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Can You Hear Me Now? – Pennsylvania Supreme Court Strikes Down Noncompete Because There Was No “Meeting of the Minds”

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In January, we wrote about a case pending before the Pennsylvania Supreme Court, Rullex Company v. Tel-Stream “Consider Yourself Warned”, January 2020. We warned that the case had the potential to change the state’s long-standing rule that requires employers to offer “new and additional consideration” to employees who sign restrictive covenants after employment begins (if they sign before or at the commencement of employment, the job itself is the consideration). The court did not change that law. But, the Pennsylvania Supreme Court decision, which was issued on Tuesday, provides important guidance that employers should keep in mind.

To briefly refresh your memory, the facts in the case were as follows. Rullex, a telecommunications construction company, hired a subcontractor, Tel-Stream, to provide labor for the construction of cell phone towers. Rullex required Tel-Stream to sign a restrictive covenant, which contained trade-secrets, nonsolicitation, and noncompete agreements (“NCA”). Rullex claimed that it provided the contract before work began, but instructed Tel-Stream to review the contract and decide whether any of the clauses needed to be changed. However, the parties did not sign the agreements until at least two months after Tel-Stream began work.

After the project ended, but before the NCA expired, Tel-Stream began working for one of Rullex’s competitors. Rullex then sued for a preliminary injunction. The trial court denied the request because it concluded that the NCA was unenforceable, as the contract was executed after work began, and therefore required that the NCA be accompanied with additional consideration. The Superior Court affirmed.

Employers have been holding their collective breath ever since the Pennsylvania Supreme Court agreed to hear the appeal, wondering whether the high court would change the state’s long-standing requirement that new and additional consideration is required when an employee signs an NCA after work begins. That rule, which exists in a minority of jurisdictions in the country, has been a technical thorn in the side of employers for many years. In the real world, sometimes “business moves faster than paper,” and oftentimes employers are unable to get paperwork complete before work must begin.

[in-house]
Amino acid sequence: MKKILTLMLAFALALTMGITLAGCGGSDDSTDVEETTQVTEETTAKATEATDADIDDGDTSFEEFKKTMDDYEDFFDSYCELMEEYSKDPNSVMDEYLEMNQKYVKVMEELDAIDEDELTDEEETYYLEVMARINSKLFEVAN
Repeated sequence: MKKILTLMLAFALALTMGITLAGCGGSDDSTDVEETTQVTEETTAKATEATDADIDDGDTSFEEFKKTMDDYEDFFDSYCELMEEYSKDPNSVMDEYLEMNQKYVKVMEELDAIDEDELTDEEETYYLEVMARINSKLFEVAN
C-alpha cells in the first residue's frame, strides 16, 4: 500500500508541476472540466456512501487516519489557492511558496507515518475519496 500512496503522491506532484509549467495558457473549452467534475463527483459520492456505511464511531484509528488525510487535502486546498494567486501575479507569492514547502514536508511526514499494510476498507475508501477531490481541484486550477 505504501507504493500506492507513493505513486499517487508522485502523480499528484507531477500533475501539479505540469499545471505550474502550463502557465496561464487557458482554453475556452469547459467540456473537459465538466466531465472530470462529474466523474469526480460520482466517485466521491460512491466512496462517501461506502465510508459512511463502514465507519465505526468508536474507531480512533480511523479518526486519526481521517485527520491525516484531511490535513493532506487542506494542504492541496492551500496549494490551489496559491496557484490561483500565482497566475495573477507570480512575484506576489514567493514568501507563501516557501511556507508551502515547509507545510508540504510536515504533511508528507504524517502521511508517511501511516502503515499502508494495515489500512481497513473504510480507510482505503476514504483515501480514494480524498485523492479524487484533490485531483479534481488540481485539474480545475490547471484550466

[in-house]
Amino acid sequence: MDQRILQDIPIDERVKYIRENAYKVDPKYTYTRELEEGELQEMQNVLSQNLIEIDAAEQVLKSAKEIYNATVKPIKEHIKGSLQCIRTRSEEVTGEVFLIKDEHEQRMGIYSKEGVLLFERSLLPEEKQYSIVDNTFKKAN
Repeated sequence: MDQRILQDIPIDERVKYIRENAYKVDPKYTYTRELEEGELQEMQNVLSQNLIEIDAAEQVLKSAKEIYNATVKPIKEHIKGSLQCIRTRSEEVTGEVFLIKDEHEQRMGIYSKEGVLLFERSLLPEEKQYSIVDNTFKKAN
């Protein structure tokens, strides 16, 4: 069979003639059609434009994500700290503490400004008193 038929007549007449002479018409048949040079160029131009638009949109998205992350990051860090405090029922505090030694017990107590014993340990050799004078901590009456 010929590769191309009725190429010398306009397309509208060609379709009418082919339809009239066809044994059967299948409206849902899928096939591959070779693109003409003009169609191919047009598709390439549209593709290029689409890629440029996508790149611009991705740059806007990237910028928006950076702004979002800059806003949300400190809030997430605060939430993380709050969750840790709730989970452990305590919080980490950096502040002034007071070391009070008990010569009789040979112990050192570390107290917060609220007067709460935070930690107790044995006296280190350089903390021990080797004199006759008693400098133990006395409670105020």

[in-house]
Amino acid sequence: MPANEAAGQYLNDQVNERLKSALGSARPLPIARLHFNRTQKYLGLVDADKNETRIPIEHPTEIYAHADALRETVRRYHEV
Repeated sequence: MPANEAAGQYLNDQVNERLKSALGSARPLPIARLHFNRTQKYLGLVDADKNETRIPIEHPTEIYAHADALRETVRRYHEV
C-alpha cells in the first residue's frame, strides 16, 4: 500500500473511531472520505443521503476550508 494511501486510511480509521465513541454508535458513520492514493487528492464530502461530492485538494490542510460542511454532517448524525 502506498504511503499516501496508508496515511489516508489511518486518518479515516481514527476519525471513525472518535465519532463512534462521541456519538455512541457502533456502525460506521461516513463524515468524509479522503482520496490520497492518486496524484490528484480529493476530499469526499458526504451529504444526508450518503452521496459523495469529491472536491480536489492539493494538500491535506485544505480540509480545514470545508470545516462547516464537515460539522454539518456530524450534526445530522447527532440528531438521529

The Pennsylvania Supreme Court in Rullex did not abrogate the new-consideration requirement and agreed with the lower courts that the NCA was unenforceable. In doing so, the high court clarified that courts ought not to look solely at whether the NCA was signed before or after commencement of employment. Instead, courts should focus on whether the parties contemplated and intended to be bound by the NCA at the onset of the employment relationship. In other words, there must be the proverbial “meeting of the minds” regarding the NCA, even if the actual document is not signed until shortly after work begins.

In this case, Rullex failed to establish that there was a “meeting of the minds.” Rullex admitted that when it provided the NCA, it advised Tel-Stream to review the document and, if desired, obtain counsel’s advice. If Tel-Stream thought that any provision needed to be changed, Rullex said it would be accommodating. Thus, at the outset of the employment relationship, when the NCA was provided, there was no meeting of the minds. The fact that Tel-Stream signed the agreement two months later does not change this fact. Because Rullex did not provide additional consideration, the NCA was unenforceable.
This case provides a couple of important takeaways for employers. First, if you are about the hire someone and want to implement an NCA, make sure the employee is clear about the terms of the NCA before employment begins. The safe bet is to ensure that the employee signs the agreement before beginning work. But if that is not possible, make sure that the employee understands that acceptance of the terms is a condition of employment, and have the employee sign the agreement as soon as possible. Second, if you are unsure whether too much time has passed for the NCA to be enforceable, consider offering additional consideration. This may be a small price to pay for an enforceable NCA.

If you have questions, please contact Thomas A. Muccifori, Chair of Archer’s Trade Secret Protection and Noncompete Group, at 856-354-3056 or tmuccifori@archerlaw.com, or Daniel DeFiglio at 856-616-2611 or ddefiglio@archerlaw.com, or Anthony M. Fassano at 856-816-2618 or afassano@archerlaw.com.

DISCLAIMER: This client advisory is for general information purposes only. It does not constitute legal or tax advice, and may not be used and relied upon as a substitute for legal or tax advice regarding a specific issue or problem. Advice should be obtained from a qualified attorney or tax practitioner licensed to practice in the jurisdiction where that advice is sought. 

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